|Our trades are not only going over the commercial, they're shifting their best crews to those jobs and leaving the third string on the residential jobs." - Sandra Clinger, Lifestyle Interior Design|
Having great personal relationships with trade companies and crews will not offset poorly managed job sites. Pay special attention to client selections and scheduling.
"Think from the trades' perspective," advises Southern California-based management consultant Steve McGee of Unify International, "and divide that view into two buckets. The first contains all the things that motivate trades to want to work on your jobs. Paying fast is a motivator, as are personal relationships. But the second bucket contains all the demotivators: the things on your jobs that drive them crazy. For custom builders, those are likely to involve the customer selections process and how that may affect the way work is scheduled. Extra trips really make them nuts, especially with the price of gas going up."
McGee says an efficient process for handling customer's materials and product selections is critical. "Most builders and trade contractors don't appreciate business processes enough," he says.
"If you know clients are likely to make changes in the middle of construction, perhaps because past clients have often done so after seeing the house at framing stage, create a process to deal with that contingency. Develop simple operating procedures, and map the process," says McGee. "Get it down on paper, and make sure all the trades understand the process."
McGee says 19 of 20 builders don't have those processes well enough defined within their own companies, let alone the trades. "In a small company, it often takes only one person leaving to create chaos," he says. "Because the process is not well-defined, nobody knows how to handle it after a key employee leaves."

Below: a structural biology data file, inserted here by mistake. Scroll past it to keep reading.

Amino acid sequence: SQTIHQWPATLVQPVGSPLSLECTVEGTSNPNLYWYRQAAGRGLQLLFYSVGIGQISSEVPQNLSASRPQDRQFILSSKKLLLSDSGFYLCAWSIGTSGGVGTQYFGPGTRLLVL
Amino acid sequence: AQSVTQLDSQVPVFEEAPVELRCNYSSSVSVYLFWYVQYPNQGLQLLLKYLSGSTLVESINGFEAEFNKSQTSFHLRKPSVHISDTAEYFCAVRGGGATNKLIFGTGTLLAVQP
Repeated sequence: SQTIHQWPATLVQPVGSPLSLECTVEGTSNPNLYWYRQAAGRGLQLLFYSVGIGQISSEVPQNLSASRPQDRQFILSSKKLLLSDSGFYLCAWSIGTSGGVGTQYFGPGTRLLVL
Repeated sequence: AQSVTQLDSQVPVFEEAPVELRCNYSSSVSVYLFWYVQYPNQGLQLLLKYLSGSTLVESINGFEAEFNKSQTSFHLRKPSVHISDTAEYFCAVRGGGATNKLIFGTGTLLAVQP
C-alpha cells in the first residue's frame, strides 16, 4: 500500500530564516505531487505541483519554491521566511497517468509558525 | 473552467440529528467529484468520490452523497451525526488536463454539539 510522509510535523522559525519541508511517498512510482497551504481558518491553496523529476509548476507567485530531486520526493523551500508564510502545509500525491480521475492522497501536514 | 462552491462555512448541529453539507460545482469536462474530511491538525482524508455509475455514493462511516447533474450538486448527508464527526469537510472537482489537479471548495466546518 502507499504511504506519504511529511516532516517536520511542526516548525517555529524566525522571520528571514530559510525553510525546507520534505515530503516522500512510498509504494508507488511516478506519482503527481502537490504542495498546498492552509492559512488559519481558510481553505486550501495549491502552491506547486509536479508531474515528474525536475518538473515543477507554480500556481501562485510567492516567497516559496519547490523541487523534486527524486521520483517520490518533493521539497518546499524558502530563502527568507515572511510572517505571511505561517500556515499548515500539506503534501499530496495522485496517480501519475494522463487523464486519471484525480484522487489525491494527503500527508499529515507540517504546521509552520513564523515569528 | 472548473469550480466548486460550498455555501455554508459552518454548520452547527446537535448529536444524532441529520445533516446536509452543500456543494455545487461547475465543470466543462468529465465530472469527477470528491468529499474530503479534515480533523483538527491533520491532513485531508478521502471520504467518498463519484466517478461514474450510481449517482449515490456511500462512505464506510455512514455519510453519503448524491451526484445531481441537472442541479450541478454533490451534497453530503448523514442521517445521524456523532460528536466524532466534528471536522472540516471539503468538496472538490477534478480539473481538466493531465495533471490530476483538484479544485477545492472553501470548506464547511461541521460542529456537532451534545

A project's sequence factors in, too.
"Big, expensive houses create complicated construction jobs," McGee cautions. "Selections are almost never complete before construction begins, so you need to sequence selections with enough lead time to allow the trades to get materials and products to the site when they're needed for the scheduled work. If you measure the costs, for both the builder and the trades, of not having standardized processes, it's huge. Map those processes, get them down on paper and your trades will love you for it."
When trade crews do outstanding work on your houses, tell them about it. Praise that comes personally from the builder works wonders. Many builders now have gone a step further and created award programs to recognize outstanding work. But Clinger says she garners even greater loyalty by asking tradesmen a simple question: What do you think?
"I always tell them how much I appreciate the quality of their work," she says, "and then, periodically, during the job, I ask them to step back and look at what they're doing. Then I say, 'What do you think?' That consultation makes them think they are an intricate part of the team and on the same intellectual and emotional level with everyone else, including the architect and builder. And they often come up with new and better ways to do things, so it's not a one-sided exercise. Trade crews become creative if you allow it to happen."
Clinger says she's now using high-gloss paint on the ceilings of dining rooms. "Painters are not happy about it at first," she says, "because it makes their work harder. But halfway through the job, I ask them to stand back and look at it, and ask, 'What do you think?' And they will invariably say, "Oh my, it really is gorgeous. It makes that ceiling pop!"
It's a simple question. Give it a try.